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If you have stayed in hostels with private rooms before, this one is average. The rooms are very small but have a table and chair. There are several outlets in each room which is helpful. The location is great, there is cheap parking available (C$12/day)...More
This place is just between a favelas and a youth hostel. The room for 2 was so little, you cannot move. They were no lavabo to brush your teeth. The corridor are narrow, you cannot bring your suitcase. They give you sheet, but you have...More
I stayed here a few years ago when I first visited Toronto. The staff was friendly although the hotel itself wasn't very appealing at all. However I was able to sleep well there without any major distractions. It is within walking distance of the rogers...More
The picture on the ex website or any other site is wrong. What you get is a dilapidated house, police cars on the street because of the drugs that are present in the area. Don't waste your money or time.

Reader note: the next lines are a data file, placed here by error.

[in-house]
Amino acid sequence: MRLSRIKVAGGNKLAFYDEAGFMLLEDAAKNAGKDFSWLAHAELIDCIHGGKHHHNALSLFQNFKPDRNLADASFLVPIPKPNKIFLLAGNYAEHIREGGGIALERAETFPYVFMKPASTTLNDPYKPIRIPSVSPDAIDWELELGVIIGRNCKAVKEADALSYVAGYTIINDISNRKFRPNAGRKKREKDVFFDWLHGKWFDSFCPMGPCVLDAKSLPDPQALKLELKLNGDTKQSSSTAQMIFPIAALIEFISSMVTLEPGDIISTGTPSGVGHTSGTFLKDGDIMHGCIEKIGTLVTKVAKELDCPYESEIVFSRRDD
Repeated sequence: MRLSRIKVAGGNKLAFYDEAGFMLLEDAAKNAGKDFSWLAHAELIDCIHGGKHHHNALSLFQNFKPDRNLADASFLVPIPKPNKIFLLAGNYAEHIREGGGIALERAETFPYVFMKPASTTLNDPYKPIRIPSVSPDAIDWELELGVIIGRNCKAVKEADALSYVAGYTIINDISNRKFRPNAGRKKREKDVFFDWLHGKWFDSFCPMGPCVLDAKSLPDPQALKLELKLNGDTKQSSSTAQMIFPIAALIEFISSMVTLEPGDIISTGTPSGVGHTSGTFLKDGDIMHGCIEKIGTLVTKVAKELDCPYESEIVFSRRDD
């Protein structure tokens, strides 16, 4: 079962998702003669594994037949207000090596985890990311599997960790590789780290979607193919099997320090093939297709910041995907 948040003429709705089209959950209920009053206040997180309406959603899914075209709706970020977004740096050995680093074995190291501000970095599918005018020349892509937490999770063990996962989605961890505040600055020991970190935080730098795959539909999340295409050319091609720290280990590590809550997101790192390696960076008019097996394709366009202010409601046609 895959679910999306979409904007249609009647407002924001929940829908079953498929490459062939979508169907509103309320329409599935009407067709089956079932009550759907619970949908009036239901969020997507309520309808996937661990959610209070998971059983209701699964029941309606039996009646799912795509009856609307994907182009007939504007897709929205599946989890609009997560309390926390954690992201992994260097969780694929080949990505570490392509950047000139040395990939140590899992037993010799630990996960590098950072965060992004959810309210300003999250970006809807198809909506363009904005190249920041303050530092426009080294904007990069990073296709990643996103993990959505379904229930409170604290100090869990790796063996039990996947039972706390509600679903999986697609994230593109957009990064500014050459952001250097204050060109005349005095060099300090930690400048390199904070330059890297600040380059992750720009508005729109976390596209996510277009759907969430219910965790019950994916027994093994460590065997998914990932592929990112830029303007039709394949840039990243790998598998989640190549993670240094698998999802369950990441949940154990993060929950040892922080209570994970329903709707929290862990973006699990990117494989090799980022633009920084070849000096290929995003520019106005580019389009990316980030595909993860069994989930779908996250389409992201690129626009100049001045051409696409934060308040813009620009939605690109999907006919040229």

I have never...More
I booked this hotel via Expedia, arrived and was waiting 20 min to the host that eventually arrived, was extremely rude. We got single bed (without beddings, just mattress) instead of double bed that was promised, which of course wasnt suitable for a couple. I...More
US$41 - US$100 (Based on Average Rates for a Standard Room)
Star rating provided by Expedia.
Number of rooms
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Toronto's main Chinatown has the honor of being the largest in North America. Gaping down across Dundas Street West and Spadina Avenue, the area is a wonderful medley of shops and restaurants, busy signs and bright red gates, a destination for foodie fun. Chinatown's streets are always bustling, packed with people and outdoor stalls hawking fresh produce and products. The restaurants and authentic marketplaces
that shoulder in against each other display shining roast ducks and menus studded with dumplings and noodle bowls. The air is pervaded with music. different languages, and the smell of fried food and mouth-watering desserts. Chinatown's restaurants represent a broad range of fare, from traditional Szechuan and Shanghai foods, to other Asian delicacies, including some of the top Japanese, Vietnamese, and Korean spots in the city. Whether you're in the mood for a sit-down tea house or a bubble tea to go, Chinatown is the spot to enjoy an exciting walk and the promise of leaving satisfied.